Collaboration albums are all the rage in Hip Hop right about now. This year alone, artists like Young Thug and Future, DJ Quik and Problem, Big Sean and Metro Boomin and RJMrLA and DJ Mustard — among others — have all combined recipes to cook up auditory gumbo.

Quavo and Travis Scott are the latest theoretical dynamic duo with Huncho Jack, Jack Huncho, an album that basks in each artists’ signature sound to the benefit of its groove and detriment of its creativity.

Huncho Jack, Jack Huncho conveys exactly what fans might expect from two of the hottest trap rappers out. Soaring, robo-rhythmic tunes? Check. Endless braggadocio? Check. A seamless blend of vocoder-tinged singing and cocky flows? Check, check, Nike Swoosh. But don’t expect a structured, meticulous project. Rather, it feels as if La Flame and the Migos leader went into the studio, indulged in the ganja, and all grooviness broke loose.


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More often than not, this breezy vibe compensates for a lack of solid lyrical content. “Trampoline (trampo), Michael Jordan dreams (Jordan)/Half a bale in that vacuum clean (bale),” Quavo rhymes pointlessly on “Dubai Shit.” However, OZ and Vinyl’s bassline is so entrancing that it hardly matters what he, Scott or guest Offset say. This also is true on “How U Feel,” produced by Yipsy, Pas Beatz and Carlos Desrosiers. The joint is plagued by a basic hook but earns redemption from its downbeat, airy horns. Quavo and Scott’s lack of imagination put pressure on the beats and melodies to be hum-worthy and memorable. At times, such as on the “Motorcycle Patches,” underwhelming flows make for skippable music. Mostly, though, Huncho Jack, Jack Huncho further proves the duo’s strength is entertainment on cruise control.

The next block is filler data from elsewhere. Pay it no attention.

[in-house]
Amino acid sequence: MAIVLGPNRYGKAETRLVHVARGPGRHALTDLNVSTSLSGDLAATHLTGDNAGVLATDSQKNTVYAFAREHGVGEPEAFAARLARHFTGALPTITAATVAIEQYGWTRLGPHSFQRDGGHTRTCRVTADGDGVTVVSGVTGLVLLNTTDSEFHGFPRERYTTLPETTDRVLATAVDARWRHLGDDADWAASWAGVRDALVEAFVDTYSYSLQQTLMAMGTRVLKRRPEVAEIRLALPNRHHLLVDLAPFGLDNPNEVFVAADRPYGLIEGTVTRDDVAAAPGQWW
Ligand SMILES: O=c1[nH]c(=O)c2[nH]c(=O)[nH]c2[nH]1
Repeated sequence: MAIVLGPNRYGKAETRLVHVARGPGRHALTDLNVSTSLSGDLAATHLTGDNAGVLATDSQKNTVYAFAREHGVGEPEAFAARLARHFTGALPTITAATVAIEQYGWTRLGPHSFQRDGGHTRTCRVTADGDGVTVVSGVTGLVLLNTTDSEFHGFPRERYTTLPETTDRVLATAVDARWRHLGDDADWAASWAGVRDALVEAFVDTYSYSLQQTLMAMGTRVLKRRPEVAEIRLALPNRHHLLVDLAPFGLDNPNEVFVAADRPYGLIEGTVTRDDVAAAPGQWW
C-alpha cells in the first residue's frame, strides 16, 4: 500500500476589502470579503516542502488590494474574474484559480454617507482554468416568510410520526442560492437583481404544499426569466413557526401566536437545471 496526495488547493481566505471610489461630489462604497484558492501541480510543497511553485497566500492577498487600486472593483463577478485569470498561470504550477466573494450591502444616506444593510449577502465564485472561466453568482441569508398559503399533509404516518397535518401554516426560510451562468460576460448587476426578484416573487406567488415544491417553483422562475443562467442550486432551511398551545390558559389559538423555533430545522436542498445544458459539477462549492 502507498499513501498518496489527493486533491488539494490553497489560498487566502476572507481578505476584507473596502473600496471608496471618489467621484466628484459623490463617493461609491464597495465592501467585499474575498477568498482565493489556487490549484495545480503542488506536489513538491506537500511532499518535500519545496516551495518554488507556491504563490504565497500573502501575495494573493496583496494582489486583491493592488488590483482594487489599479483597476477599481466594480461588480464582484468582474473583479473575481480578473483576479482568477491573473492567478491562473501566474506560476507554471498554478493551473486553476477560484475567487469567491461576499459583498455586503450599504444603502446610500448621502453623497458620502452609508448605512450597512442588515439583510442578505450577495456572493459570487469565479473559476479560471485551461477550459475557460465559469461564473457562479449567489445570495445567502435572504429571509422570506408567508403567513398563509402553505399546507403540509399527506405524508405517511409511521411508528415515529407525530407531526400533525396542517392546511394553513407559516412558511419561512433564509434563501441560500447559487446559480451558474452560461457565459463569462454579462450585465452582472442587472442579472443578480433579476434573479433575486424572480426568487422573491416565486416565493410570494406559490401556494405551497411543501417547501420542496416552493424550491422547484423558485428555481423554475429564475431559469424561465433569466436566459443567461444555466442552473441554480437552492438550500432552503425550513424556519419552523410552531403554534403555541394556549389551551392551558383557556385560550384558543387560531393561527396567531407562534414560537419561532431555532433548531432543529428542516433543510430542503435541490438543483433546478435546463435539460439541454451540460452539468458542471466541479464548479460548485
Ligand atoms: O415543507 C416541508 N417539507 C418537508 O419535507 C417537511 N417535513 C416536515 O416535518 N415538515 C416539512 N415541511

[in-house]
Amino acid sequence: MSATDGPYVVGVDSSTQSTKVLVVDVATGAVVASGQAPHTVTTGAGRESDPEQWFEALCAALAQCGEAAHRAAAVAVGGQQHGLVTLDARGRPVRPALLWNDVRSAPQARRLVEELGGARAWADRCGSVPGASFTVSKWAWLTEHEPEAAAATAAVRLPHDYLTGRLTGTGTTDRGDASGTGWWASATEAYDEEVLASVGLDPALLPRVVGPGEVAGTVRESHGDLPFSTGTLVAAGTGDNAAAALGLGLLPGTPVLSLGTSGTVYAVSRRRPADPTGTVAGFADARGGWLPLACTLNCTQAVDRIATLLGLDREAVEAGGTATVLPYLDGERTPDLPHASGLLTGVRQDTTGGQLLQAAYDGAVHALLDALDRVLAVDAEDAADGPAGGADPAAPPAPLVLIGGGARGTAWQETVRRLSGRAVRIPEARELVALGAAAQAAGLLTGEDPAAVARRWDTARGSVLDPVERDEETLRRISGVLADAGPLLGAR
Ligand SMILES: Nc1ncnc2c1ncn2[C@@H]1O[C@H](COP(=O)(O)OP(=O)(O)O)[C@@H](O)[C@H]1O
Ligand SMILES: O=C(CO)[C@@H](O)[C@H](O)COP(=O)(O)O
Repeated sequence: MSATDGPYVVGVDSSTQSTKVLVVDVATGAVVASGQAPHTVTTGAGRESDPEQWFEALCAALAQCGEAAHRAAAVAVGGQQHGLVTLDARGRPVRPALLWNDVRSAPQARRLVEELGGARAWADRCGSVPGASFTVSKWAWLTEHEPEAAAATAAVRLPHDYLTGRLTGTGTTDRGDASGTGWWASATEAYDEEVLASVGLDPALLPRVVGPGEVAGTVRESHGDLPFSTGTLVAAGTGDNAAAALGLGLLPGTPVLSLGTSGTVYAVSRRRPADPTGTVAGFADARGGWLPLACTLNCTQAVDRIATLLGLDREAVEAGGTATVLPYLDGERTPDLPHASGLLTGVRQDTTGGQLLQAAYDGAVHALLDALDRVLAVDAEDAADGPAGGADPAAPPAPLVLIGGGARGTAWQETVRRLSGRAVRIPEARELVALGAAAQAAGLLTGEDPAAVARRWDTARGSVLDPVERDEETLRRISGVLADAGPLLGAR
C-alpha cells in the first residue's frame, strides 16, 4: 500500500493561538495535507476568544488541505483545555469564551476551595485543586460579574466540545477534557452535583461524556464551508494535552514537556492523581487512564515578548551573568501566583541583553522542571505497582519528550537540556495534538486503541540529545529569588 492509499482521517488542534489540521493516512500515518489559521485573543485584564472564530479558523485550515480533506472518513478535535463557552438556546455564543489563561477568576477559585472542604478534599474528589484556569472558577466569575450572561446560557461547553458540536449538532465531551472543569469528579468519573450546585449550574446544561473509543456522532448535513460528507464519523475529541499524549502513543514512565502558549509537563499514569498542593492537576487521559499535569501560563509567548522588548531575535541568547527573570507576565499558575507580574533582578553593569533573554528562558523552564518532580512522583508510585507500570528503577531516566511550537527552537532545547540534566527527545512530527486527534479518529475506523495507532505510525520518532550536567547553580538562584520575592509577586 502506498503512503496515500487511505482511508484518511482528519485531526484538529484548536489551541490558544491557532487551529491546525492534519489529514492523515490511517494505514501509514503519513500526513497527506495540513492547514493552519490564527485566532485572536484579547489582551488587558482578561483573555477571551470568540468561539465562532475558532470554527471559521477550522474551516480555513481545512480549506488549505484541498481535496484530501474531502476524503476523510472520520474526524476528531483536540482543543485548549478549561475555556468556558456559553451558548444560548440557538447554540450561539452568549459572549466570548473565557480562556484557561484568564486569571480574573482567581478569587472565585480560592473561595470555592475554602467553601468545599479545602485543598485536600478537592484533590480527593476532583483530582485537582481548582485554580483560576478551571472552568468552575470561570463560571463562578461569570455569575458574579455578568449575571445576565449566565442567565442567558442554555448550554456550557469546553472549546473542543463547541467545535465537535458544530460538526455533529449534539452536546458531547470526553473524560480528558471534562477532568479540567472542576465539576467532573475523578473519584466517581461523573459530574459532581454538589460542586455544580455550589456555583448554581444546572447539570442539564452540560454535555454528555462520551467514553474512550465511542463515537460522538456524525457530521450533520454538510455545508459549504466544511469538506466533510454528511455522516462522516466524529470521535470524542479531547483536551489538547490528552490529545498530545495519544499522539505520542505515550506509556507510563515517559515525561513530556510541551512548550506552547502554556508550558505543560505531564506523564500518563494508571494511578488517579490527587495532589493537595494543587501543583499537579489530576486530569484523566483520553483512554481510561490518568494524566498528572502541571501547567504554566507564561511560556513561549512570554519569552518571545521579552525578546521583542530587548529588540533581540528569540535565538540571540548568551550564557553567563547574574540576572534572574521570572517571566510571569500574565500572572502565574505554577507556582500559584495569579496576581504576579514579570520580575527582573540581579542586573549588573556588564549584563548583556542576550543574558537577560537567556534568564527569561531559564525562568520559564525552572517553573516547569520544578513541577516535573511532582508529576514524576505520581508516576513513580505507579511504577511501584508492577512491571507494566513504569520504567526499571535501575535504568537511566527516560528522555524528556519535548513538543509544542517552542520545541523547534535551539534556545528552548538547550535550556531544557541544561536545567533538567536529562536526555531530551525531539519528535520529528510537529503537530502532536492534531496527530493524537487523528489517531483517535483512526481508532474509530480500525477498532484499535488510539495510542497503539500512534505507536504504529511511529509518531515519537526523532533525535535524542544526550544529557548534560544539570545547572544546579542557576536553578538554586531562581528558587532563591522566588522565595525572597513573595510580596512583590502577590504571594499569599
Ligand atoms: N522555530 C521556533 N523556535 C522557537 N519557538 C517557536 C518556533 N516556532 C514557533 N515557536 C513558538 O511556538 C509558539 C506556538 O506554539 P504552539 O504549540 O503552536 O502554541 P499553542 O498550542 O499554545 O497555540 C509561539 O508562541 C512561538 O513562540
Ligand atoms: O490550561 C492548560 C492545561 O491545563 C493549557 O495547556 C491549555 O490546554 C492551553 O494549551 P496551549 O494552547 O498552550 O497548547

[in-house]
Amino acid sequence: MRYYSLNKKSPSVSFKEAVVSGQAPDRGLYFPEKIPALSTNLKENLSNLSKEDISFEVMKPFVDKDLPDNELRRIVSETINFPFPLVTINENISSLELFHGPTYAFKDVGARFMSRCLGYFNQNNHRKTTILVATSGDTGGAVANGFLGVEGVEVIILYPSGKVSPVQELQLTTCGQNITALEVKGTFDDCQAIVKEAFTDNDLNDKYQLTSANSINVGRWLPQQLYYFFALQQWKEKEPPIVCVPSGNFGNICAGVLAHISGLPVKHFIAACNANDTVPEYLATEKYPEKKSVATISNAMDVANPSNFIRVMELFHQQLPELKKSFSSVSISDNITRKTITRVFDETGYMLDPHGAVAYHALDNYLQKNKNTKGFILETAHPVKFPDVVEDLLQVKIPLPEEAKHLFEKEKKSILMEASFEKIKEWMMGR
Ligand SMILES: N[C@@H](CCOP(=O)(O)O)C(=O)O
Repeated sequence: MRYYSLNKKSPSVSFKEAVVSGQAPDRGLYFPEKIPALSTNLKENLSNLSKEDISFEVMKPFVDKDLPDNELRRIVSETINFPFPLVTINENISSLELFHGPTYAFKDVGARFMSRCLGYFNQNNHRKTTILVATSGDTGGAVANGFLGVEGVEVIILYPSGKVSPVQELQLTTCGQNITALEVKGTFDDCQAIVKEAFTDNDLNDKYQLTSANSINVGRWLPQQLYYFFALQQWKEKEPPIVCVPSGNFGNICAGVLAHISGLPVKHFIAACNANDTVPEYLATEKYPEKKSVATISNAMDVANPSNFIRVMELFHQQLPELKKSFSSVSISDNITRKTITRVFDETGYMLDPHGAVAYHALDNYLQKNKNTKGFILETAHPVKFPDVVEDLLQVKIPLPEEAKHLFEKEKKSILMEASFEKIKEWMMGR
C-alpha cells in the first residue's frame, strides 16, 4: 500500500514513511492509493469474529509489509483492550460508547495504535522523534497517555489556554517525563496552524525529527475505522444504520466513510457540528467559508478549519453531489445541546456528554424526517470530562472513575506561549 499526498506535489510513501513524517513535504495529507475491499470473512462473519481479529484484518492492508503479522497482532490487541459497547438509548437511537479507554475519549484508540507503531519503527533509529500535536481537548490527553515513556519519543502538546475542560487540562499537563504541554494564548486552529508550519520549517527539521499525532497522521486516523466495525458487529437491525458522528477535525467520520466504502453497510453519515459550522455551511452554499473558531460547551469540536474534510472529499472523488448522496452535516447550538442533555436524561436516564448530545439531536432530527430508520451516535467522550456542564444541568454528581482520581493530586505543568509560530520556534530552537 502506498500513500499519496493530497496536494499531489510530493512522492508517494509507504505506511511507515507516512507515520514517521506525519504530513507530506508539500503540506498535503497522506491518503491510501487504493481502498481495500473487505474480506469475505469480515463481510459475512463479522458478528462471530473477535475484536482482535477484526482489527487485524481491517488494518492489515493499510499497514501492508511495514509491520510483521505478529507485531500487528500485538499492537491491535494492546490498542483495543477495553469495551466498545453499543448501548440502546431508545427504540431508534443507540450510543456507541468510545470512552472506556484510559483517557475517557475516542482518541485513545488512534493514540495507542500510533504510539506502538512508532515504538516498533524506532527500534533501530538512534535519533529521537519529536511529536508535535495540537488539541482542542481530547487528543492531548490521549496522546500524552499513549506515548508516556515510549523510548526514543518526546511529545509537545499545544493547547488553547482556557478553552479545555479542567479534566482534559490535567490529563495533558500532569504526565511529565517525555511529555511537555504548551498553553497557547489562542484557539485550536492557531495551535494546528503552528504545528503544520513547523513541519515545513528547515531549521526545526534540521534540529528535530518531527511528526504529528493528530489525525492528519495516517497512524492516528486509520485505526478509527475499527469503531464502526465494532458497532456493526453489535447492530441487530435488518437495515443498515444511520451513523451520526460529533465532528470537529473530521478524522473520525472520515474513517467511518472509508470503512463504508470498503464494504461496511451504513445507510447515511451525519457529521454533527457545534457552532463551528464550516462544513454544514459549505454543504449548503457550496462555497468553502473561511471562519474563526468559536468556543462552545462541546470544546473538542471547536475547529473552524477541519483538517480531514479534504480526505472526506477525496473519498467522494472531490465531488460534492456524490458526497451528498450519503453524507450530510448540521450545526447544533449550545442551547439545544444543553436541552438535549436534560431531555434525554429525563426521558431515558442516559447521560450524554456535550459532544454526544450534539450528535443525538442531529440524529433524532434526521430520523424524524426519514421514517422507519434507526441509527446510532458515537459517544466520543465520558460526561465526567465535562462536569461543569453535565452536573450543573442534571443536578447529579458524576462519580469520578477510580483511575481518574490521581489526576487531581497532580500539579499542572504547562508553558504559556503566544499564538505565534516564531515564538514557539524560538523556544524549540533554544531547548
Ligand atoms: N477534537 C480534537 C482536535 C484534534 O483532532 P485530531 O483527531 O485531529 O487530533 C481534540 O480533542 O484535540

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There are times when it would have been better for Scott and Quavo to hit the gas. For rappers known for undeniable anthems — Scott’s “Pick Up the Phone” and Migos’ “Bad and Boujee” are prime examples — the lack of bangers on this album is sorely disappointing. None of the 13 songs are terrible, but only one stands out from the pack: the album opener “Modern Slavery,” which features a rich, soulful Otis Redding “Cigarettes and Coffee” sample. The next dozen joints, while sonically pleasing, tread too close to familiar waters. The album-closing “Best Man” provides intriguing depth as Quavo and Scott reflect on personal relationships, but brag-fests like “Black & Chinese” and “Moon Rock” are thematically and musically interchangeable.

Merry Christmas

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When artists of Quavo’s and Scott’s stature collaborate for a full-length project, there is the reasonable expectation that they’ll pull each other out of their comfort zones. For all of Huncho Jack, Jack Huncho’s appeal, the duo’s lack of risk-taking prevents all naysayers from having to watch their throne.